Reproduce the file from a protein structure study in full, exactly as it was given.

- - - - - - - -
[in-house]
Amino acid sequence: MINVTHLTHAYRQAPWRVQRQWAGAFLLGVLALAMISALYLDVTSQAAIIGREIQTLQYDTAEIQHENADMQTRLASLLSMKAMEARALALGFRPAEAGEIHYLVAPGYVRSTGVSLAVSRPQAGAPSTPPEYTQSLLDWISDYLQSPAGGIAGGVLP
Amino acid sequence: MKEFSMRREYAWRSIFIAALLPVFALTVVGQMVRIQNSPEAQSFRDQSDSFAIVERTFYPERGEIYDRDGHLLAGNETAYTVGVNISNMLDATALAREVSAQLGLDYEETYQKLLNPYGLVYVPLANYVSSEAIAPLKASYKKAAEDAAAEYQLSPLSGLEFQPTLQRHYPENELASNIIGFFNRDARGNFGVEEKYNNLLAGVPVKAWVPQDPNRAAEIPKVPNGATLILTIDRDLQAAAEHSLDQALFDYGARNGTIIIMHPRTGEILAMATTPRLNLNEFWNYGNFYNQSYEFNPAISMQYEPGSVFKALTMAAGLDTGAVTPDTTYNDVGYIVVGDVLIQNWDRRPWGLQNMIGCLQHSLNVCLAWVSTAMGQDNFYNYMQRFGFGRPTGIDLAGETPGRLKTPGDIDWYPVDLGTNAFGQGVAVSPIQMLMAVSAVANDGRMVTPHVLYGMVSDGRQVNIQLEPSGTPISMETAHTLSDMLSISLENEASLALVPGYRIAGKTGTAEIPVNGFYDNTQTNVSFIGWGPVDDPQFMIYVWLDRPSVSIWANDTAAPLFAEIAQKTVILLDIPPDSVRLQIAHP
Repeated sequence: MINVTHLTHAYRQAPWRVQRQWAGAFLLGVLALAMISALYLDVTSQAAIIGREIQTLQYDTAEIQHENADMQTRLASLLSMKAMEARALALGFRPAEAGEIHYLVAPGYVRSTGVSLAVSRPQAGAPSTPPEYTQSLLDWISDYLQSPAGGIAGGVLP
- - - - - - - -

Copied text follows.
[in-house]
Amino acid sequence: MINVTHLTHAYRQAPWRVQRQWAGAFLLGVLALAMISALYLDVTSQAAIIGREIQTLQYDTAEIQHENADMQTRLASLLSMKAMEARALALGFRPAEAGEIHYLVAPGYVRSTGVSLAVSRPQAGAPSTPPEYTQSLLDWISDYLQSPAGGIAGGVLP
Amino acid sequence: MKEFSMRREYAWRSIFIAALLPVFALTVVGQMVRIQNSPEAQSFRDQSDSFAIVERTFYPERGEIYDRDGHLLAGNETAYTVGVNISNMLDATALAREVSAQLGLDYEETYQKLLNPYGLVYVPLANYVSSEAIAPLKASYKKAAEDAAAEYQLSPLSGLEFQPTLQRHYPENELASNIIGFFNRDARGNFGVEEKYNNLLAGVPVKAWVPQDPNRAAEIPKVPNGATLILTIDRDLQAAAEHSLDQALFDYGARNGTIIIMHPRTGEILAMATTPRLNLNEFWNYGNFYNQSYEFNPAISMQYEPGSVFKALTMAAGLDTGAVTPDTTYNDVGYIVVGDVLIQNWDRRPWGLQNMIGCLQHSLNVCLAWVSTAMGQDNFYNYMQRFGFGRPTGIDLAGETPGRLKTPGDIDWYPVDLGTNAFGQGVAVSPIQMLMAVSAVANDGRMVTPHVLYGMVSDGRQVNIQLEPSGTPISMETAHTLSDMLSISLENEASLALVPGYRIAGKTGTAEIPVNGFYDNTQTNVSFIGWGPVDDPQFMIYVWLDRPSVSIWANDTAAPLFAEIAQKTVILLDIPPDSVRLQIAHP
Repeated sequence: MINVTHLTHAYRQAPWRVQRQWAGAFLLGVLALAMISALYLDVTSQAAIIGREIQTLQYDTAEIQHENADMQTRLASLLSMKAMEARALALGFRPAEAGEIHYLVAPGYVRSTGVSLAVSRPQAGAPSTPPEYTQSLLDWISDYLQSPAGGIAGGVLP